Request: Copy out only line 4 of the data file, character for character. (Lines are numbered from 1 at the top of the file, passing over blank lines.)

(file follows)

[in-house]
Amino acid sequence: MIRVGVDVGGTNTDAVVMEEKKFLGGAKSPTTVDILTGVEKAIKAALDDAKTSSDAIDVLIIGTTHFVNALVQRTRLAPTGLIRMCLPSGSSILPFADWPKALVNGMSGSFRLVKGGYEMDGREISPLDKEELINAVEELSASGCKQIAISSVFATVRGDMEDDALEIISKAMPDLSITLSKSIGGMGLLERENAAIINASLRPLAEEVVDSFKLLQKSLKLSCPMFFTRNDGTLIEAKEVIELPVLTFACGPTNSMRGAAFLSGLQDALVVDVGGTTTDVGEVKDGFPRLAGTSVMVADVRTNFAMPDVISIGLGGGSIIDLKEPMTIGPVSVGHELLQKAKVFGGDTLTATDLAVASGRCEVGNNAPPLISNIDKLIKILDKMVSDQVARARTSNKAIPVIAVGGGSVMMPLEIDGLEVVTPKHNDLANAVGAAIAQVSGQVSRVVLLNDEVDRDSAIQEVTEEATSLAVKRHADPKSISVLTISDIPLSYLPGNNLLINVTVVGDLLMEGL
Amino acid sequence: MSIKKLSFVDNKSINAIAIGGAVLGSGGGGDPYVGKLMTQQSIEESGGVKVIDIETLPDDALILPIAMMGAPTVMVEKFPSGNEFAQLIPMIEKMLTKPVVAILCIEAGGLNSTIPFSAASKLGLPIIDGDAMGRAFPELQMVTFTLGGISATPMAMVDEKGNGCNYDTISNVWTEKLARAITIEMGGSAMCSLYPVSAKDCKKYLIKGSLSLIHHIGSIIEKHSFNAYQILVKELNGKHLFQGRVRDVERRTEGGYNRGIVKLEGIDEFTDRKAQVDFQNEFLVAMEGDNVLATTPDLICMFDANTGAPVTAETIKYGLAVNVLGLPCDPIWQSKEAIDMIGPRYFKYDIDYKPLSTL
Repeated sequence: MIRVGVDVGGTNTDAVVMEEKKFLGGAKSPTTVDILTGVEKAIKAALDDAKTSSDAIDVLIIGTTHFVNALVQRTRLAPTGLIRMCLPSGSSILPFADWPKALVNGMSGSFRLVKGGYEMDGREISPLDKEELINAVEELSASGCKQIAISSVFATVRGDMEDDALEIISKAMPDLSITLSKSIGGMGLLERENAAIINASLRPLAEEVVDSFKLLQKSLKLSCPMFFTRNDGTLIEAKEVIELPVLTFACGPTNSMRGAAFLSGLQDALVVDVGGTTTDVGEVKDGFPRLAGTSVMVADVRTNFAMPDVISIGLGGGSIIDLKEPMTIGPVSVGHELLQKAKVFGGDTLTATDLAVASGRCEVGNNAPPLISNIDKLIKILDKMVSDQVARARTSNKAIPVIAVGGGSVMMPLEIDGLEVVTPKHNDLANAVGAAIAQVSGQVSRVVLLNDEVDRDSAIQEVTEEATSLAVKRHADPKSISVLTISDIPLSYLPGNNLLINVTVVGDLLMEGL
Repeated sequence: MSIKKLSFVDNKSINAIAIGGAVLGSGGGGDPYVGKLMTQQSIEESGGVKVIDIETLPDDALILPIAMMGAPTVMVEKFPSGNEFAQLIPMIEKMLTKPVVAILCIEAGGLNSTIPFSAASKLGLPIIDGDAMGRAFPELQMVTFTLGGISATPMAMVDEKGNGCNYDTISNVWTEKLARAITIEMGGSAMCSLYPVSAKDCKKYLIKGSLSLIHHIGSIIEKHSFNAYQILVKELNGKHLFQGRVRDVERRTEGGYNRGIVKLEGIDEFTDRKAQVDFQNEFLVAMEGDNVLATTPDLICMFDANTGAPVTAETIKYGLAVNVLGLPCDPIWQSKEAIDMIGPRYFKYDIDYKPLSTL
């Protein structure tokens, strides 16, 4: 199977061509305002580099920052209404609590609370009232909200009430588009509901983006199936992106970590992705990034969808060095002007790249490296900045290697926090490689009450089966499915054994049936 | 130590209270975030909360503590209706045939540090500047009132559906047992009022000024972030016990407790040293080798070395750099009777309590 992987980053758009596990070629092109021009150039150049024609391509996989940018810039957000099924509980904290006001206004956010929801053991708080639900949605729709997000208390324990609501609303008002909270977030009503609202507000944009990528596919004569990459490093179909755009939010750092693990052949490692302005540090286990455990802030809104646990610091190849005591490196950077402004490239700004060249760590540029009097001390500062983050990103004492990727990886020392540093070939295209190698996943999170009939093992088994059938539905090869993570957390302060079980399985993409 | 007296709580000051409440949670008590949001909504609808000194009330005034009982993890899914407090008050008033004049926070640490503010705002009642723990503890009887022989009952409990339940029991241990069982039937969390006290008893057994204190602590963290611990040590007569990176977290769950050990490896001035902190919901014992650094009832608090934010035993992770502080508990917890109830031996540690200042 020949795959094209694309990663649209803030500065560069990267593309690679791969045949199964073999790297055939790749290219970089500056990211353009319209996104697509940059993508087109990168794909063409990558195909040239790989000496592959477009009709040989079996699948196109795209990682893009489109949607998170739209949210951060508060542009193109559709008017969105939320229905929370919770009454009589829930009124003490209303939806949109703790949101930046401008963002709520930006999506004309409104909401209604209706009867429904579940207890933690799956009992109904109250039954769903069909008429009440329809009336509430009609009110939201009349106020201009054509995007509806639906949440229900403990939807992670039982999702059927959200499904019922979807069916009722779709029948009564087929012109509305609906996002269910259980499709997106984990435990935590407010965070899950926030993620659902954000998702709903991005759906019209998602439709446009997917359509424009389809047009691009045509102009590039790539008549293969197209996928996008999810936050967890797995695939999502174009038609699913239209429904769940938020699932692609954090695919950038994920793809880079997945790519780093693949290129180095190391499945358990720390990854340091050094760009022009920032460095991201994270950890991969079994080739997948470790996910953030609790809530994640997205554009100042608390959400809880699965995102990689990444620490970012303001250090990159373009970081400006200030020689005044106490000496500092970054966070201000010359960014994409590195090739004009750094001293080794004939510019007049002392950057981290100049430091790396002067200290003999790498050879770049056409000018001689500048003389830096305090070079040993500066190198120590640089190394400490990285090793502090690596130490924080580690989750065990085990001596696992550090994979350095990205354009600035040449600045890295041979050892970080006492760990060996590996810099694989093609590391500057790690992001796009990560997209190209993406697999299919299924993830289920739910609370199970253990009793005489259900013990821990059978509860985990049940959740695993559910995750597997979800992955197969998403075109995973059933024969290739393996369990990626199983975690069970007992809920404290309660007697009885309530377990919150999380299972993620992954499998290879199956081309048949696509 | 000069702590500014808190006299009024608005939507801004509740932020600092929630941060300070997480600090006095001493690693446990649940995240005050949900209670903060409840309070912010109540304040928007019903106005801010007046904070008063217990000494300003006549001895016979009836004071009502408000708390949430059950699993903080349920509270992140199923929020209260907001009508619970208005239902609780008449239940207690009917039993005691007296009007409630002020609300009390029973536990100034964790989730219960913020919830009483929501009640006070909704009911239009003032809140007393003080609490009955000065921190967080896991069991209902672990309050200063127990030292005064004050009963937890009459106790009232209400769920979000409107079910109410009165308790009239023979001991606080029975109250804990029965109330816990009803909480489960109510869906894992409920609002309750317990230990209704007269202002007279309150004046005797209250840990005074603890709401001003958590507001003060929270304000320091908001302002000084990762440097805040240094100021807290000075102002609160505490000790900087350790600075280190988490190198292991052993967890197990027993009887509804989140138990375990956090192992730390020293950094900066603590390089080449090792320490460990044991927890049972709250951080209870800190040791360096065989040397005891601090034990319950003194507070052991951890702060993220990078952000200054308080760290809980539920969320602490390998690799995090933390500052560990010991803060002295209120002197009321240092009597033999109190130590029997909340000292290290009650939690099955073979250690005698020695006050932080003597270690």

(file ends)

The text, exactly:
Repeated sequence: MIRVGVDVGGTNTDAVVMEEKKFLGGAKSPTTVDILTGVEKAIKAALDDAKTSSDAIDVLIIGTTHFVNALVQRTRLAPTGLIRMCLPSGSSILPFADWPKALVNGMSGSFRLVKGGYEMDGREISPLDKEELINAVEELSASGCKQIAISSVFATVRGDMEDDALEIISKAMPDLSITLSKSIGGMGLLERENAAIINASLRPLAEEVVDSFKLLQKSLKLSCPMFFTRNDGTLIEAKEVIELPVLTFACGPTNSMRGAAFLSGLQDALVVDVGGTTTDVGEVKDGFPRLAGTSVMVADVRTNFAMPDVISIGLGGGSIIDLKEPMTIGPVSVGHELLQKAKVFGGDTLTATDLAVASGRCEVGNNAPPLISNIDKLIKILDKMVSDQVARARTSNKAIPVIAVGGGSVMMPLEIDGLEVVTPKHNDLANAVGAAIAQVSGQVSRVVLLNDEVDRDSAIQEVTEEATSLAVKRHADPKSISVLTISDIPLSYLPGNNLLINVTVVGDLLMEGL